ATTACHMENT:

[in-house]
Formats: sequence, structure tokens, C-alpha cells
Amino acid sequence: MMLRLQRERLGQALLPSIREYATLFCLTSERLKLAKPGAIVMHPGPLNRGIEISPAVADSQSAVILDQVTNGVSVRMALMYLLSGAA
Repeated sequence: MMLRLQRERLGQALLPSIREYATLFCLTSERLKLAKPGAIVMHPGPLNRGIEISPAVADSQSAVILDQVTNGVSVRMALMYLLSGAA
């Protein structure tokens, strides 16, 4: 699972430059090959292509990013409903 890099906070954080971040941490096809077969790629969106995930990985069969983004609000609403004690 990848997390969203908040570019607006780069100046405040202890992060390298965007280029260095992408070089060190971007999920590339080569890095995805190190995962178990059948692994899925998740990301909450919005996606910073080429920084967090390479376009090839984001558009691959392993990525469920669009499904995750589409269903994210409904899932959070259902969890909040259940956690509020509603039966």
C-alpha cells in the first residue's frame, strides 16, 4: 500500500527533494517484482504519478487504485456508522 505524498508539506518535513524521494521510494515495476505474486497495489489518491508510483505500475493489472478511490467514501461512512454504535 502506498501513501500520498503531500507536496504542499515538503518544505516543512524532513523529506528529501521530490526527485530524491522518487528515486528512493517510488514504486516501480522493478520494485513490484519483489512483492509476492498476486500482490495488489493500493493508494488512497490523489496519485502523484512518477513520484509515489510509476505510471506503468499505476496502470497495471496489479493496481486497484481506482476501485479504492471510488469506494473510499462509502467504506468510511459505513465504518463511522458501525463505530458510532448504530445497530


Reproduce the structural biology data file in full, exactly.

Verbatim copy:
[in-house]
Formats: sequence, structure tokens, C-alpha cells
Amino acid sequence: MMLRLQRERLGQALLPSIREYATLFCLTSERLKLAKPGAIVMHPGPLNRGIEISPAVADSQSAVILDQVTNGVSVRMALMYLLSGAA
Repeated sequence: MMLRLQRERLGQALLPSIREYATLFCLTSERLKLAKPGAIVMHPGPLNRGIEISPAVADSQSAVILDQVTNGVSVRMALMYLLSGAA
């Protein structure tokens, strides 16, 4: 699972430059090959292509990013409903 890099906070954080971040941490096809077969790629969106995930990985069969983004609000609403004690 990848997390969203908040570019607006780069100046405040202890992060390298965007280029260095992408070089060190971007999920590339080569890095995805190190995962178990059948692994899925998740990301909450919005996606910073080429920084967090390479376009090839984001558009691959392993990525469920669009499904995750589409269903994210409904899932959070259902969890909040259940956690509020509603039966």
C-alpha cells in the first residue's frame, strides 16, 4: 500500500527533494517484482504519478487504485456508522 505524498508539506518535513524521494521510494515495476505474486497495489489518491508510483505500475493489472478511490467514501461512512454504535 502506498501513501500520498503531500507536496504542499515538503518544505516543512524532513523529506528529501521530490526527485530524491522518487528515486528512493517510488514504486516501480522493478520494485513490484519483489512483492509476492498476486500482490495488489493500493493508494488512497490523489496519485502523484512518477513520484509515489510509476505510471506503468499505476496502470497495471496489479493496481486497484481506482476501485479504492471510488469506494473510499462509502467504506468510511459505513465504518463511522458501525463505530458510532448504530445497530